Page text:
President Obama on Wednesday criticized Republican senators for using legislative tactics to delay confirmation votes on several nominees for reasons unrelated to their qualifications, the Washington Post reports. During a Senate Democratic Conference question-and-answer session, Obama said there is "a huge backlog of folks who are unanimously viewed as well qualified -- nobody has a specific objection to them -- but end up having a hold on them because of some completely unrelated piece of business." According to the Post, Senate rules allow members to place a hold on nominees at any time for any reason, effectively blocking the chamber's consideration of the nominee.
Officials worry that people with no insurance will be drawn in by questionable health insurance plans. ABC News reports: The "[h]ealth care overhaul is stalled, resulting in a proliferation of plans that don't fully protect people, officials said. Watchdogs worry about two kinds of plans in particular." They point to the health discount cards "that say they get you cut rates on medical services but are not widely accepted." Also of concern "are limited-benefit plans that offer such skimpy coverage that a serious medical problem could still leave you stuck with enormous bills. ... Critics said it's hard to find providers that participate in these programs, and that the discounts are tiny" (Leamy, Weber and Evans, 2/2).
While White House Budget Director Peter Orszag testified on Capitol Hill about President Obama's fiscal 2011 budget, some members expressed concern about health costs, McClatchy reports. "Sen. Sheldon Whitehouse, D-R.I., wanted more attention paid to how curbing health care costs could cut budget deficits ... Orszag, who showed no emotion during his testimony, calmly said that Obama had a long-term plan to reduce the deficits, notably an as-yet un-appointed bipartisan commission to recommend remedies and a renewed push for changes in the nation's health care system." A recommendation to bring down Social Security and Medicare costs and to raise taxes would face big resistance, however, Orszag said (Lightman, 2/2).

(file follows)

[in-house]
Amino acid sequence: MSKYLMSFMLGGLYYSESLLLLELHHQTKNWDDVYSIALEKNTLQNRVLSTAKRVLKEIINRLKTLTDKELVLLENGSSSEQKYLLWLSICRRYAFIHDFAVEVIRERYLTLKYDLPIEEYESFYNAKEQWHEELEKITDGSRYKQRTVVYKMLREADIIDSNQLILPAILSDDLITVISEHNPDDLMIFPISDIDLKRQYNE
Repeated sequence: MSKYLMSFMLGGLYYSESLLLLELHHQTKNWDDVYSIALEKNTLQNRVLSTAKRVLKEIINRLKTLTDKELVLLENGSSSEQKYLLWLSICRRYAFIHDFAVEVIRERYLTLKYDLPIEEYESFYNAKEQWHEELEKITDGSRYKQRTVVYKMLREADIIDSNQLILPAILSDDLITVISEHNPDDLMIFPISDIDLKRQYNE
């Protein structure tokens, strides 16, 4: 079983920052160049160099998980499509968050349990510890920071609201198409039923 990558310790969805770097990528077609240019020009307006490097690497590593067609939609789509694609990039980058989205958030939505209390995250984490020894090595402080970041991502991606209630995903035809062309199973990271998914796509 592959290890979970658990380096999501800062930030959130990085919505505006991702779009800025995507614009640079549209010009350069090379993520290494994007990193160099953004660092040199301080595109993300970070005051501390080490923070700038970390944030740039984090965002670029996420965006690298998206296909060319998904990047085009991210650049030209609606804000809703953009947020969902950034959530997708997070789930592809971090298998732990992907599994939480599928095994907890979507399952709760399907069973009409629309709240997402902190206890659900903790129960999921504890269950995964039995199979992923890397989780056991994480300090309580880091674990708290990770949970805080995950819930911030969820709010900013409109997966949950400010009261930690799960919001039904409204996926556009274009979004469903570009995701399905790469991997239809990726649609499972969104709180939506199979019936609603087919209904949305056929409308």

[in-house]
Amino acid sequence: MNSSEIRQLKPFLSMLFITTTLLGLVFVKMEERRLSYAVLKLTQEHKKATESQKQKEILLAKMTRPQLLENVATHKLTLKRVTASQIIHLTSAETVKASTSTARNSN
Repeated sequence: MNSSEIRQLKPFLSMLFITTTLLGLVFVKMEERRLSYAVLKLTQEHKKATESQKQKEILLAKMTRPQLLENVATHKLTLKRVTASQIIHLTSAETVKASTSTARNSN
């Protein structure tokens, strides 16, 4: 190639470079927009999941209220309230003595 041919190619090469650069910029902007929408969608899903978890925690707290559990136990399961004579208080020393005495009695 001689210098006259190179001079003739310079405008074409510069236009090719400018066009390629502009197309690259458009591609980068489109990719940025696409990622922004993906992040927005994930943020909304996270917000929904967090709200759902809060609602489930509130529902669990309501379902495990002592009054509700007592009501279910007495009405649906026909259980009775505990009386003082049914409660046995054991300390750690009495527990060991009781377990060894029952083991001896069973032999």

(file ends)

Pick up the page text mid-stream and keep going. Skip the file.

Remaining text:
"Drugmakers, business organizations and other interest groups in the health care battle have dialed down expensive lobbying campaigns as they assess how last month's stunning Republican capture of a Senate seat from Massachusetts has altered Washington's political landscape..., " The Associated Press reports. "Absent evidence that Obama and Democratic leaders are willing to aggressively revive the health package, some question whether they should push hard for a stalled measure that may never become law if all that achieves is annoying Republicans." But lobbyists are watching closely to see if a bill can be revived, "and even a small version could have an enormous impact.
The Associated Press/Boston Globe: "Supporters of a bill that seeks to bar lifetime and annual payment caps on health insurance plans in Maine say they expect a large crowd at a legislative committee's hearing on the proposal." The same topic has been considered by the U.S. Congress as part of Democrats health overhaul (2/3). The Baltimore Sun: "Major insurance trade groups in Maryland say the state doesn't need a new [insurance exchange] program, like the one Massachusetts created ahead of federal reform to help provide universal coverage there." Insurance agents and brokers are bracing to fight such proposals, even though Congress's bill is stalled and no local version is expected in the state legislature during this session (Cohn, 2/3).
Health care reform legislation "has a heartbeat, " Roll Call reports, adding that Democrats are hoping a "breather" helps cool emotions, but that their focus will continue to be on eventually passing legislation. "Health, Education, Labor and Pensions Chairman Tom Harkin (D-Iowa) said a reconciliation package is under development by staff - apparently despite the opposition of moderate Senate Democrats. ... 'We're going to be working on this for the next couple weeks. I hope we have some movement on this before we leave here (for the Presidents Day recess), ' Harkin said. 'And then after we come back after that week, I hope we'll put the finishing touches on it and get it done'" (Drucker, 2/1).